Take a look at the amazing resource on Orthopedic and Pediatric Pathology developed by Dr. Dariusz Borysz by clicking below:
The section of Surgical Pathology is responsible for the diagnosis of specimens obtained from the Loyola University Medical Center and Edward Hines, Jr. VA Hospital. The total volume is approximately 35,000 specimens: 30,000 at Loyola and 5,000 at Edward J. Hines VAH. Many cases are seen in consultation from outside hospitals and clinics. The section of Surgical Pathology at Loyola supports the clinical activities of a 561-bed hospital of adult and pediatric medical/surgical activities. Edward Hines, Jr. VA Hospital is a 495-bed medical/surgical facility. The residency training in Surgical Pathology, supervised by the faculty, includes gross examination, microscopic description, frozen section techniques, and the use of special stains and imaging as well as other ancillary studies. Specialized areas of Surgical Pathology are also available such as Neuropathology and Renal Pathology. Special facilities in the Surgical Pathology division are available to assure the best diagnosis for patients. These include electron microscopy, molecular biology lab, immunofluorescence, immunohistochemistry, and DNA analysis of solid tumors. A regular schedule of interdepartmental conferences is maintained for presentation of interesting cases, providing an ideal forum for clinicopathologic correlation.
At the end of the Surgical Pathology rotation, the residents are competent in handling all surgical specimens, integrating light microscopy with special stains, cytology, electron microscopy, immunohistochemistry, and molecular pathology as indicated.
Dr. Maria Picken discusses her role as a multifaceted surgical pathologist and the evolution of personalized diagnostics in this video:
Transplant Pathology cases can be seen during HNT and GI rotations, however, an elective rotation focused on Transplant Pathology can be arranged for senior residents at Loyola University Medical Center. Loyola's cardiac transplantation program is one of the most active in the country with more than 500 heart transplant cases performed to date. A very active lung transplant service is also well established -- the third largest in the country -- with more than 300 single-lung, double-lung, and heart-lungs transplants performed. The resident exposed to this material learns to interpret cardiac (7/week) and lung (4/week) biopsies and aids in the study of explanted hearts and lungs, congenital heart defects, ischemic and dilated cardiomyopathies, myocarditis, chronic restrictive lung diseases, and cystic fibrosis cases. Major research opportunities in this area include the study of acute and chronic rejection and complications of transplantation (e.g., opportunistic infections and post-transplant lymphoproliferative disorders).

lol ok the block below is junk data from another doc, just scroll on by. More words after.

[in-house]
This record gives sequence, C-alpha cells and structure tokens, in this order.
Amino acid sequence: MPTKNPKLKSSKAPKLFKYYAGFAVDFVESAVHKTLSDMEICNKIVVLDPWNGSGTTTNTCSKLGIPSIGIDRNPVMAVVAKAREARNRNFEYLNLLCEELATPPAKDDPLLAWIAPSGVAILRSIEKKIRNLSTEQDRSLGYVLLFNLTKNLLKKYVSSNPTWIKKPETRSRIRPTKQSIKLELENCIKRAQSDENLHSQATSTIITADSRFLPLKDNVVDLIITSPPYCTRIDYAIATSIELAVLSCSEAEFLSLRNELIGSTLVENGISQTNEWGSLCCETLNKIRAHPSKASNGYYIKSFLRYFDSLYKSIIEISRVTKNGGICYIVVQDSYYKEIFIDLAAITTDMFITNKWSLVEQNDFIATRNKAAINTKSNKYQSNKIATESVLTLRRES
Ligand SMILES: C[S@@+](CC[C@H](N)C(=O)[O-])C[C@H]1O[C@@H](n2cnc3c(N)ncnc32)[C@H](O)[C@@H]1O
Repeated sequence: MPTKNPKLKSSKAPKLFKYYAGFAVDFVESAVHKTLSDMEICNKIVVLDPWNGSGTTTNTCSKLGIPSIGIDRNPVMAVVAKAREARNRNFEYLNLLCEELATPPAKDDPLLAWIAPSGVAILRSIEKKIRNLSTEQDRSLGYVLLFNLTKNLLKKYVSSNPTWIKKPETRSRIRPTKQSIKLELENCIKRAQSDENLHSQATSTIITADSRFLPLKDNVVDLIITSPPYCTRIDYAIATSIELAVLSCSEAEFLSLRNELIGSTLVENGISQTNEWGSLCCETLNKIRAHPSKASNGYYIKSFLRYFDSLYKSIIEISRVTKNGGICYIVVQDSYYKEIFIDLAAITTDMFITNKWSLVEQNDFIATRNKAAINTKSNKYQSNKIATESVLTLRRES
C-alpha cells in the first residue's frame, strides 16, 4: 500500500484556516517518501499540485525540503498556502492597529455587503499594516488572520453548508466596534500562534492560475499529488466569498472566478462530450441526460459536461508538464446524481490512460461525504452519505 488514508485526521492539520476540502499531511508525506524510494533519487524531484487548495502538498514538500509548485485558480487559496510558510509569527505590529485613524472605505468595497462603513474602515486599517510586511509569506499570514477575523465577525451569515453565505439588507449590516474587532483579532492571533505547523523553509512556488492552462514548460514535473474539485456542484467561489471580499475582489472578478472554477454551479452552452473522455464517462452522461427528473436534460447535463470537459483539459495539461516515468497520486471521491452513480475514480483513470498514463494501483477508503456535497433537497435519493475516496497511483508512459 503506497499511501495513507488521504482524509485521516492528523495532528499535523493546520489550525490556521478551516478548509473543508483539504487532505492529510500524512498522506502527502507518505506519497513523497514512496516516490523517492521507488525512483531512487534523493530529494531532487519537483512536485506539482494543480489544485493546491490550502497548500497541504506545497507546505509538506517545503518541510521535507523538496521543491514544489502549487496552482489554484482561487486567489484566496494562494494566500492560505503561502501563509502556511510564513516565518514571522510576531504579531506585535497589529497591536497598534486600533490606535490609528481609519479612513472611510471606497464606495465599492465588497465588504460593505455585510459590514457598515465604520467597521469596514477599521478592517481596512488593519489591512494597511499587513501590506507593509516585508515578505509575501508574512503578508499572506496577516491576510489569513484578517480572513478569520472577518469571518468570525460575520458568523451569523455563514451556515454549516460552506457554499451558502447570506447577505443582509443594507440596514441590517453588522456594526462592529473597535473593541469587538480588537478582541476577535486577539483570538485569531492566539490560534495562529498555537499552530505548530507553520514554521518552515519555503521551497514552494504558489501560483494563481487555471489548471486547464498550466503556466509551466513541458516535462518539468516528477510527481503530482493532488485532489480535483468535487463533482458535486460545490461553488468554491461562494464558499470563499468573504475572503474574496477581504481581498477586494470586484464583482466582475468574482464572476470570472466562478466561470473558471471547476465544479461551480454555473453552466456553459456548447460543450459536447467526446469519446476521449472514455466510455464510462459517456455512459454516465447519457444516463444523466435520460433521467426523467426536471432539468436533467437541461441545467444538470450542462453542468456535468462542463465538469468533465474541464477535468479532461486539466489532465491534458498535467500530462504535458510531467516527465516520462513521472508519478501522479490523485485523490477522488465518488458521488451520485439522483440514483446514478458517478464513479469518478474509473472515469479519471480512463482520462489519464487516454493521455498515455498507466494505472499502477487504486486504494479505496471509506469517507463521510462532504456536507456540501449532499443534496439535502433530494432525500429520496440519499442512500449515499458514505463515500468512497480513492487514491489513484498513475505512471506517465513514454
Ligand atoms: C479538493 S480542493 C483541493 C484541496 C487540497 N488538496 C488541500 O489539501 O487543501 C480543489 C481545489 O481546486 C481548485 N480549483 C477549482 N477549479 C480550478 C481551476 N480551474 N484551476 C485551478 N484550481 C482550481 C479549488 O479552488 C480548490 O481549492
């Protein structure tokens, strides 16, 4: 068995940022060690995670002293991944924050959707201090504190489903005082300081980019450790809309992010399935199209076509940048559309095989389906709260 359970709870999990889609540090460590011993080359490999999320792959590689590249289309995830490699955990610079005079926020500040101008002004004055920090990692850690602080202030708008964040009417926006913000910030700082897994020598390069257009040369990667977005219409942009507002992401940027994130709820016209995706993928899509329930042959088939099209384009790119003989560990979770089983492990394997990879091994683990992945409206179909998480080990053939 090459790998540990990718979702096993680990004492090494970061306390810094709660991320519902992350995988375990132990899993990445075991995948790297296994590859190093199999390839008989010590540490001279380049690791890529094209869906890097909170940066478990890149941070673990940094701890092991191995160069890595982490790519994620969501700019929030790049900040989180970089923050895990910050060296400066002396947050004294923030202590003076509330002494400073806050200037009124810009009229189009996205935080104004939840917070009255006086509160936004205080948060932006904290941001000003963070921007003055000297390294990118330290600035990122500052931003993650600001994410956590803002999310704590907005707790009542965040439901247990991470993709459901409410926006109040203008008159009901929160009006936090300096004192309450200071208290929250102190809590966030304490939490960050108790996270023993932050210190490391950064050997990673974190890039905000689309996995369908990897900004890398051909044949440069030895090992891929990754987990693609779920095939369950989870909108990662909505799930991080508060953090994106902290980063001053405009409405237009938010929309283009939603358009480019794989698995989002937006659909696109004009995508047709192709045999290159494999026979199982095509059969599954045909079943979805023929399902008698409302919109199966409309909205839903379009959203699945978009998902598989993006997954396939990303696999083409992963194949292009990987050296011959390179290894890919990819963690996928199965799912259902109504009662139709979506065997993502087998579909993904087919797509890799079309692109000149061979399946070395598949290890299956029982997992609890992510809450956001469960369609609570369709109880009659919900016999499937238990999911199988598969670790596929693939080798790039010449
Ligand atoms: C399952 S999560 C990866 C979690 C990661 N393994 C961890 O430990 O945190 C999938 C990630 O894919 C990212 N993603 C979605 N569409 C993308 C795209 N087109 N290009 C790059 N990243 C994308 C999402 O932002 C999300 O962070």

Loyola’s Department of Pathology introduced its Digital Pathology Laboratory in 2013 with Dr. Dariusz Borys as the director of the laboratory. In the new lab, anatomical pathology slides are scanned to provide high-resolution digital histology images. Loyola pathologists are now working with clinicians and researchers in other medical departments to provide images that improve medical care and enhance tumor board presentations, research projects and publications. The new technology also enables the emerging practice of telepathology, with sharing and viewing of histological images at locations outside the hospital and a streamlined ability to consult experts at external sites. Furthermore, the department’s ever-increasing digital collection of slide images representing a wide range of pathological conditions will enhance fellow, resident and medical student teaching and training and create new opportunities for research.
Loyola’s pathology department is excited to be at the cutting edge of this new technology and feel it will play a significant role in the future of the field.